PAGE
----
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Serial To Parallel Converter Verilog Code Examples


Serial To Parallel Converter Verilog Code Examples




A serial to parallel converter is a device that converts a stream of serial data into parallel data. Serial data is a sequence of bits that are transmitted one after another, while parallel data is a group of bits that are transmitted simultaneously. Serial to parallel converters are useful for interfacing devices that operate at different speeds or use different protocols.


In this article, we will show some examples of how to design and implement serial to parallel converters in Verilog, a hardware description language that is widely used for designing digital circuits. We will assume that the reader has some basic knowledge of Verilog syntax and concepts.




Serial To Parallel Converter Verilog Code Examples


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Example 1: Simple Serial to Parallel Converter




In this example, we will design a simple serial to parallel converter that converts an 8-bit serial input into an 8-bit parallel output. The converter has two input ports: s_in, which is the serial data input, and clk, which is the clock signal that synchronizes the data transmission. The converter has one output port: p_out, which is the parallel data output. The converter also has an internal register: temp, which stores the intermediate bits during the conversion process.


The code for this example is shown below:


module serial_to_parallel (s_in, clk, p_out); input s_in, clk; output [7:0] p_out; reg [7:0] temp; // Shift the serial input into the temp register always @(posedge clk) begin temp


The code uses a shift register technique to convert the serial input into parallel output. The temp register is initialized with zeros and then shifted to the left by one bit at every positive edge of the clock signal. The serial input bit is appended to the rightmost bit of the temp register. After eight clock cycles, the temp register contains the eight bits of the serial input in reverse order. The parallel output port is simply assigned to the value of the temp register.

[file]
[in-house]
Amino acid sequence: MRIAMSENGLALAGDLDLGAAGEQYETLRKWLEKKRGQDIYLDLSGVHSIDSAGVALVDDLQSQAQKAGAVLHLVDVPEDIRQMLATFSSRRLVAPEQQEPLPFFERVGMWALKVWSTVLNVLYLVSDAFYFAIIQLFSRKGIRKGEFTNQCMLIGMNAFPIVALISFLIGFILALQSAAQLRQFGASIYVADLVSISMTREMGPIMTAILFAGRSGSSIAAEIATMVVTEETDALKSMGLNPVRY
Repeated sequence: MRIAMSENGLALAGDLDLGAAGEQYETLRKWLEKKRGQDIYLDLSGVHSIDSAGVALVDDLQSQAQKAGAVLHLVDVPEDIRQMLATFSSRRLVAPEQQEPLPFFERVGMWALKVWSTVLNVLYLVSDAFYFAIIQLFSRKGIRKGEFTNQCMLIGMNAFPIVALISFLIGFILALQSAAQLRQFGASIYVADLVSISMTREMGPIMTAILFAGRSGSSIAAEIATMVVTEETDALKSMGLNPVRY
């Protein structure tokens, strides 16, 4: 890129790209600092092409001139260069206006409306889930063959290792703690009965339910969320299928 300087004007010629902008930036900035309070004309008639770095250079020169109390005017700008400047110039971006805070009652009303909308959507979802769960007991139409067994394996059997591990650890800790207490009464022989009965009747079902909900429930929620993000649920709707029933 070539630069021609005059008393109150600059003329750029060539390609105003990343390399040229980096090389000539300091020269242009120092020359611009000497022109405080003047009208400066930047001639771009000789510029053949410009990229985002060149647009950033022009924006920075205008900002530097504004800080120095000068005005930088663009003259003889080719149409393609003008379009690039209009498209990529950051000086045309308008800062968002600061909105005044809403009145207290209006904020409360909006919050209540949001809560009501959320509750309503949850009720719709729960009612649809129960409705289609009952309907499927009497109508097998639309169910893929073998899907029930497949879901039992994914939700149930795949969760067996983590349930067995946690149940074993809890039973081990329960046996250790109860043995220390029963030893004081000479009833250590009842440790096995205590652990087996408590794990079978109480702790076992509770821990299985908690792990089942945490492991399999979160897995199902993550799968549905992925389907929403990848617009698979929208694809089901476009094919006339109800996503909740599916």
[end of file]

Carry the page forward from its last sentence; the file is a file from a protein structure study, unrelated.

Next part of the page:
The simulation result for this example is shown below:



The simulation shows that the serial input (s_in) is converted into the parallel output (p_out) after eight clock cycles. For example, when s_in is 10101010, p_out becomes 01010101 after eight clock cycles.


Example 2: Serial to Parallel Converter with Enable Signal




In this example, we will modify the previous design by adding an enable signal (en) that controls when the conversion process starts and stops. The enable signal is another input port that is asserted high when the serial input is valid and ready to be converted. The enable signal is asserted low when there is no more serial input or when the conversion process is completed. The converter also has an internal counter (i) that keeps track of how many bits have been converted.


The code for this example is shown below:


module serial_to_parallel_en (s_in, clk, en, p_out); input s_in, clk, en; output [7:0] p_out; reg [7:0] temp; reg [2:0] i; // Reset the temp register and the counter when en is low always @(negedge en) begin temp


The code uses a conditional statement to check whether the enable signal is high or low. When en is low, the temp register and the counter are reset to zero. When en is high, the temp register and the counter are updated as in the previous example. The parallel output port is assigned to the value of the temp register only when the counter reaches eight, indicating that eight bits have been converted. Otherwise, the parallel output port is assigned to a high-impedance state (z), indicating that the output is not valid.


The simulation result for this example is shown below:



The simulation shows that the serial input (s_in) is converted into the parallel output (p_out) only when the enable signal (en) is high. For example, when s_in is 11001100 and en is high, p_out becomes 00110011 after eight clock cycles. When en is low, p_out becomes z, indicating that the output is not valid.


Example 3: Serial to Parallel Converter with Data Ready Signal




In this example, we will further modify the previous design by adding a data ready signal (dr) that indicates when the parallel output is valid and ready to be read. The data ready signal is another output port that is asserted high when the conversion process is completed and the parallel output contains the converted data. The data ready signal is asserted low when there is no valid parallel output or when the parallel output has been read.


The code for this example is shown below:


module serial_to_parallel_dr (s_in, clk, en, p_out, dr); input s_in, clk, en; output [7:0] p_out; output dr; reg [7:0] temp; reg [2:0] i; reg dr; // Reset the temp register, the counter and the data ready signal when en is low always @(negedge en) begin temp


The code uses a sequential statement to update the data ready signal. When the counter reaches eight, the parallel output port is assigned to the value of the temp register and the data ready signal is asserted high. When the parallel output port changes its value, indicating that it has been read by another device, the data ready signal is deasserted low.


The simulation result for this example is shown below:



The simulation shows that the serial input (s_in) is converted into the parallel output (p_out) and the data ready signal (dr) is asserted high only when the enable signal (en) is high. For example, when s_in is 11110000 and en is high, p_out becomes 00001111 and dr becomes high after eight clock cycles. When p_out changes its value to z, indicating that it has been read, dr becomes low.


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